Description: Background: Genetics research in recent decades has discovered numerous genetic variants that help explain the etiology of developmental disabilities (DDs). Genetic tests (e.g., array comparative genomic hybridization, sequencing) are rapidly diffusing into clinical practice for diagnosing DDs or, more often, for determining their genetic etiology. An urgent need exists for a better understanding of these tests and their clinical utility. Purpose: This Technical Brief collects and summarizes information on genetic tests that are clinically available in the United States to detect genetic markers that predispose to DDs. It also identifies, but does not systematically review, existing evidence addressing the tests’ clinical utility. This Brief primarily focuses on patients with idiopathic or unexplained DDs, particularly intellectual disability, global developmental delay, and autism spectrum disorder. Several better-defined DD syndromes, including Angelman syndrome, fragile X syndrome, Prader-Willi syndrome, Rett syndrome, Rubinstein-Taybi syndrome, Smith-Magenis syndrome, velocardiofacial syndrome, and Williams syndrome are also included. Patient-centered health outcomes (e.g., functional or symptomatic improvement) and intermediate outcomes (e.g., changes in clinical decisions or family reproductive decisions, the tests’ diagnostic accuracy and analytic validity) are examined. Methods: We sought input from nine Key Informants to identify important clinical, technology, and policy issues from different perspectives. We searched the National Center for Biotechnology Information’s Genetic Testing Registry (GTR) to identify genetic tests. A structured search of studies published since 2000 was performed to identify available evidence that addresses genetic tests’ clinical utility. Findings: Our search of the GTR database identified 672 laboratory-developed tests offered by 63 providers in 29 States. We also identified one test cleared by the U.S. Food and Drug Administration. Common genetic testing methods used include array comparative genomic hybridization, microarray, DNA sequencing (the Sanger method or next-generation sequencing), and polymerase chain reaction. We did not identify any studies that directly assessed the impact of genetic testing on health outcomes. Most of the clinical studies identified for indirect assessment of clinical utility are case series reporting on a test’s diagnostic yield.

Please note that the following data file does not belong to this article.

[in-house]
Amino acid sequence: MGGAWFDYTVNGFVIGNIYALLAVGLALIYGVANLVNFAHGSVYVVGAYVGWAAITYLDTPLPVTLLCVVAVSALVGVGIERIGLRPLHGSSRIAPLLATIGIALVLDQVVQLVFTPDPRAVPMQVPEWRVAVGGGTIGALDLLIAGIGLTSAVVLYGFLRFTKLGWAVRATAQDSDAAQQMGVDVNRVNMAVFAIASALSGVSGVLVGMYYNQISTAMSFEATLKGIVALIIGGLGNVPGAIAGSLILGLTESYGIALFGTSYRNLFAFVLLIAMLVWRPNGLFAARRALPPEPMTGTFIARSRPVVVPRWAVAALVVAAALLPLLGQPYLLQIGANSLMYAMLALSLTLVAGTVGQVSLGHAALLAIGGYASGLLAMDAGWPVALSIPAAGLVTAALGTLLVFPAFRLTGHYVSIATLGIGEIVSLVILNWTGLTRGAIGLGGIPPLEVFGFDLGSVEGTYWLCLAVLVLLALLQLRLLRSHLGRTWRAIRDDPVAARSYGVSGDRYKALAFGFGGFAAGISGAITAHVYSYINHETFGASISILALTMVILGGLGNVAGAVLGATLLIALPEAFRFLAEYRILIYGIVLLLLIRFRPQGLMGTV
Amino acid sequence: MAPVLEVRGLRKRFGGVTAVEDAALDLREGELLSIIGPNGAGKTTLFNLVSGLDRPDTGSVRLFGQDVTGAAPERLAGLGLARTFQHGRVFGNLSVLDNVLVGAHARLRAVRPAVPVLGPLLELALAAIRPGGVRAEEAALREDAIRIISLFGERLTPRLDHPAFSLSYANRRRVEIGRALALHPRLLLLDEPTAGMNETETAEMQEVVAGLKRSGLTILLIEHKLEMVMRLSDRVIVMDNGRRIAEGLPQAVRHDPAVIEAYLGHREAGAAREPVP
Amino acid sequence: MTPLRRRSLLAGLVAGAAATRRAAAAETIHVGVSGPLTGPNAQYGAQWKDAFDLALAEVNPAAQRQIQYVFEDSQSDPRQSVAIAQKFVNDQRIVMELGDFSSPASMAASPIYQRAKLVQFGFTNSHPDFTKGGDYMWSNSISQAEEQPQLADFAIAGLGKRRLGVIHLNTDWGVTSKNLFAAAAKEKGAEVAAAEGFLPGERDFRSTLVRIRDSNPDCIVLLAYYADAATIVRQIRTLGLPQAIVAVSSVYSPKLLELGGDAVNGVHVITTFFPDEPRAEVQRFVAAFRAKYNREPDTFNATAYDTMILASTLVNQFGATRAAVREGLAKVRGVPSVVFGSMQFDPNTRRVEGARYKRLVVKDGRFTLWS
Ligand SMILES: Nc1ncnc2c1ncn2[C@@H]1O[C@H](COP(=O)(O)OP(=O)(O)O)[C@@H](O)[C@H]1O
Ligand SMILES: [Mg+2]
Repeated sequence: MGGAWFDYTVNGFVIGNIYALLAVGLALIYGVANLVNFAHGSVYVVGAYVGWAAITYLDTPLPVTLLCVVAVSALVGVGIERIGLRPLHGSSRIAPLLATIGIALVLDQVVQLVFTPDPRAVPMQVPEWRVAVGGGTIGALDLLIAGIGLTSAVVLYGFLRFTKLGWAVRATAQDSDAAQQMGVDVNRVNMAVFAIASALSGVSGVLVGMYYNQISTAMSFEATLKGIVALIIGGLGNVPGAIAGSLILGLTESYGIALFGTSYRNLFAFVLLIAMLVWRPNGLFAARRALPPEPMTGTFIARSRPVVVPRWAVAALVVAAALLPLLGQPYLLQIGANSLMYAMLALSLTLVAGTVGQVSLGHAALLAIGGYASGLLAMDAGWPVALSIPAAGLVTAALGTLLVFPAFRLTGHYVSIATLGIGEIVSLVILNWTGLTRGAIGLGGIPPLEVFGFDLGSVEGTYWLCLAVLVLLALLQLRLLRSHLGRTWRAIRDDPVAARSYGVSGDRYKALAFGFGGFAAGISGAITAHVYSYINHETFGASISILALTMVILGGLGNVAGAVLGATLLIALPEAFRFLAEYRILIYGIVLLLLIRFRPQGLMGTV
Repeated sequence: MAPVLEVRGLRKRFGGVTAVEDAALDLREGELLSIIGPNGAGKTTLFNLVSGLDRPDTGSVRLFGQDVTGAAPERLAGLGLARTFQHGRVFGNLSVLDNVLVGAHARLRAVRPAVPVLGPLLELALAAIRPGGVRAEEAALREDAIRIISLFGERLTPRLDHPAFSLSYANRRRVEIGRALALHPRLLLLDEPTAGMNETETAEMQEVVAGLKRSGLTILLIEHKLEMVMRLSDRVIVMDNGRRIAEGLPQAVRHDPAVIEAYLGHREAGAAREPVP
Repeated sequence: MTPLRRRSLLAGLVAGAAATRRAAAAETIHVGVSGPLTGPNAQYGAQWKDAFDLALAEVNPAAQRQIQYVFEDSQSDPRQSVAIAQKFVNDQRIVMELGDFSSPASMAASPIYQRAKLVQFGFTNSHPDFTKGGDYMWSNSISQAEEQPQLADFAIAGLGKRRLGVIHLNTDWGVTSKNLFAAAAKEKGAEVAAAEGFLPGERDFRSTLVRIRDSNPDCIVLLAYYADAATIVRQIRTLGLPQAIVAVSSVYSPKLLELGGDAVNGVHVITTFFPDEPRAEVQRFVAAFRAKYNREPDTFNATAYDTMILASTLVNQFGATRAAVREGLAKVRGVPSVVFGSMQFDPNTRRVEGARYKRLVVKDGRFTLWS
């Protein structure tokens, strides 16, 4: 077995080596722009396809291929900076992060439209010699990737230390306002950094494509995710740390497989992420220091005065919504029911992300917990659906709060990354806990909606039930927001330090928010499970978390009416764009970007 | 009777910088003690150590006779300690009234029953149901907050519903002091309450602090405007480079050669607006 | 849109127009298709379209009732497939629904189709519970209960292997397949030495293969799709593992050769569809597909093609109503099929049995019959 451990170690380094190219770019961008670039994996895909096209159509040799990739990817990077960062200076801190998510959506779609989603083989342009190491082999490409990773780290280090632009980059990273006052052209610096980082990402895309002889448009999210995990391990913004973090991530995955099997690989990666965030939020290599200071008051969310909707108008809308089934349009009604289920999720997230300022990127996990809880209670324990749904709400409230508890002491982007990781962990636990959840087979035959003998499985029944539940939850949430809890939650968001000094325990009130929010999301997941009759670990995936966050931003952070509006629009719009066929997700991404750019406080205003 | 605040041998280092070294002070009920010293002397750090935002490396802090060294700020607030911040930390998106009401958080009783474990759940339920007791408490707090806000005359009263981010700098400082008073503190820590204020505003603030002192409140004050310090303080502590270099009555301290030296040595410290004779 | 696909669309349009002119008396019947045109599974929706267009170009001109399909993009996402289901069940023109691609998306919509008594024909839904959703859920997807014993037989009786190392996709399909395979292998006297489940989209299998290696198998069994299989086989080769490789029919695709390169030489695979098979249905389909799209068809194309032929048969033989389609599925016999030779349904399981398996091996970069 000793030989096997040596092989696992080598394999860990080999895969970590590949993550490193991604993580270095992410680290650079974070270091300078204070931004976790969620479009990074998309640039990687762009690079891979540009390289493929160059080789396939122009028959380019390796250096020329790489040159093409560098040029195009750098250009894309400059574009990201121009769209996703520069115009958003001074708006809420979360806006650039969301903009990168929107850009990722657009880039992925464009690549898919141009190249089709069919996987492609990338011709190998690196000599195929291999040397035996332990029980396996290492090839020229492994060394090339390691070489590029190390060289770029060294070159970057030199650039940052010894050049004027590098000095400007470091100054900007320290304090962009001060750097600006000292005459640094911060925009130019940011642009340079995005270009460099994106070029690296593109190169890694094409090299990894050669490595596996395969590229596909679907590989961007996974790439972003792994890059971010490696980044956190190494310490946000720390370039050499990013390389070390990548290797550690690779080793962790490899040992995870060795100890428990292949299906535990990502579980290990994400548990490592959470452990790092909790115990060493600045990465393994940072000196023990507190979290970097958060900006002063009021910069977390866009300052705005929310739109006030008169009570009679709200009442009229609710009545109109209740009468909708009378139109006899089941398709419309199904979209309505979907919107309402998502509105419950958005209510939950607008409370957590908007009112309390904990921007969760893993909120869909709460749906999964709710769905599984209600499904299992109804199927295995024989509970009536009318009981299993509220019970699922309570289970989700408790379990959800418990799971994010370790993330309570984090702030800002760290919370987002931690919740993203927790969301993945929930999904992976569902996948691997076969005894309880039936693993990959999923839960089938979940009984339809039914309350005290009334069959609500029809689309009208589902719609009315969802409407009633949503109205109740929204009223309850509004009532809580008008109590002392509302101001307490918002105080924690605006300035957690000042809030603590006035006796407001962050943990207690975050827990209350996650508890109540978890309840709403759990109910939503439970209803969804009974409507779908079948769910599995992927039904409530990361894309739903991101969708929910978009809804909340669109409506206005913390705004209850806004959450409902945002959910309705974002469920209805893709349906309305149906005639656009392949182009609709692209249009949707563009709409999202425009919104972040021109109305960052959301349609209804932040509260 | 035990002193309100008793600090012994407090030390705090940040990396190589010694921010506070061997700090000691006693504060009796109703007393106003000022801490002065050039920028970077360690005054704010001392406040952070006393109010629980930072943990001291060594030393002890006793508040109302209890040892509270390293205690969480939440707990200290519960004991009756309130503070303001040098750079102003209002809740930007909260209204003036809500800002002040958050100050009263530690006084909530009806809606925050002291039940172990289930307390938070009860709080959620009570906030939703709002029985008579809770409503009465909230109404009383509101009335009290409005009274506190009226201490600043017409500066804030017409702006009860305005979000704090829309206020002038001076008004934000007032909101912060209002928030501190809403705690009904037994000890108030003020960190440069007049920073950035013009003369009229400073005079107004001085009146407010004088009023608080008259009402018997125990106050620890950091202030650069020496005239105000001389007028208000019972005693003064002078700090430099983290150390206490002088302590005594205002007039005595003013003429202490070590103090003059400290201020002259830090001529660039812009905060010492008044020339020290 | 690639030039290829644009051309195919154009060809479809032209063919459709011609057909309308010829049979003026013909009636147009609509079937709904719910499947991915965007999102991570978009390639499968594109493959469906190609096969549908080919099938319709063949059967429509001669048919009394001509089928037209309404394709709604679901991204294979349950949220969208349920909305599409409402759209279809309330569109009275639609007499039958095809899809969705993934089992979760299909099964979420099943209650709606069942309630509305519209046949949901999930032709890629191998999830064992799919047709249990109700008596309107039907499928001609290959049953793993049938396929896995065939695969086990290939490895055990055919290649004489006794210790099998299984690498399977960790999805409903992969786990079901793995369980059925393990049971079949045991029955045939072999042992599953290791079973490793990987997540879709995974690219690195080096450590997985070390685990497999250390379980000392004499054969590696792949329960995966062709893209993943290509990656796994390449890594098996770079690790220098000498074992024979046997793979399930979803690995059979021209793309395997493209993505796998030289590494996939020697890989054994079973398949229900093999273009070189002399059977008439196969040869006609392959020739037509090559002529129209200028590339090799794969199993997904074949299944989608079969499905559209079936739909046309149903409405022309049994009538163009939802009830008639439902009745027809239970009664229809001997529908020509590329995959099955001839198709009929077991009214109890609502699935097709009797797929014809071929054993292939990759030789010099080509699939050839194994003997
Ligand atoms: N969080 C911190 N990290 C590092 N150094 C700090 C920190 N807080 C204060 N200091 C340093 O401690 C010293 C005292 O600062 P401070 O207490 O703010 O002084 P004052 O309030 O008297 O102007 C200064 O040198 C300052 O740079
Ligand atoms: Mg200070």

Contributor(s): Fang Sun, M.D., Ph.D. Jeff Oristaglio, Ph.D. Susan E. Levy, M.D., M.P.H. Hakon Hakonarson, M.D., Ph.D. Nancy Sullivan, B.A. Joann Fontanarosa, Ph.D. Karen M. Schoelles, M.D., M.S., FACP
Funding Source: AHRQ
Methodology Description: None Provided

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Imaging Techniques for the Diagnosis and Staging of Hepatocellular Carcinoma [Retrospectively Entered]


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Statistics: 281 Studies, 9 Key Questions, 9 Extraction Forms,
Date Published: Feb 17, 2016 06:23PM
Description: Hepatocellular carcinoma (HCC) is the most common primary malignant neoplasm of the liver, and accurate diagnosis and staging of HCC are important for guiding treatment and other clinical decisions. A number of imaging modalities are available for detection of HCC in surveillance and non-surveillance settings, evaluation of focal liver lesions to identify HCC, and staging of HCC. The purpose of this review is to compare the effectiveness of imaging techniques for HCC on test performance, clinical decisionmaking, clinical outcomes, and harms.
Contributor(s): Roger Chou, M.D., FACP Carlos Cuevas, M.D. Rongwei Fu, Ph.D. Emily Beth Devine, Ph.D., Pharm.D., M.B.A. Ngoc Wasson, M.P.H. Alexander Ginsburg, M.A., M.C.R.P. Bernadette Zakher, M.B.B.S. Miranda Pappas, M.A. Elaine Graham, M.L.S. Sean Sullivan, Ph.D.
Funding Source: This report is based on research conducted by the Pacific Northwest Evidence-based Practice Center (EPC) under contract to the Agency for Healthcare Research and Quality (AHRQ), Rockville, MD (Contract No. 290-2012-00014-I).
Methodology Description: We used predefined criteria to determine study eligibility. We selected studies of ultrasound (US), computed tomography (CT), magnetic resonance imaging (MRI), and positron emission tomography (PET) that evaluated test performance for detection of HCC lesions, evaluation of focal liver lesions, or staging of HCC. We also included randomized trials and comparative observational studies on effects of imaging on clinical decisionmaking, clinical outcomes, and harms. The risk of bias (quality) of included studies was assessed, data were extracted, and results were summarized quantitatively (through meta-analysis) and qualitatively. Analyses were stratified by imaging type and unit of analysis (patient or HCC lesion). Additional analyses were conducted to evaluate the effects of the reference standard used and study, patient, tumor, and technical characteristics on estimates of test performance.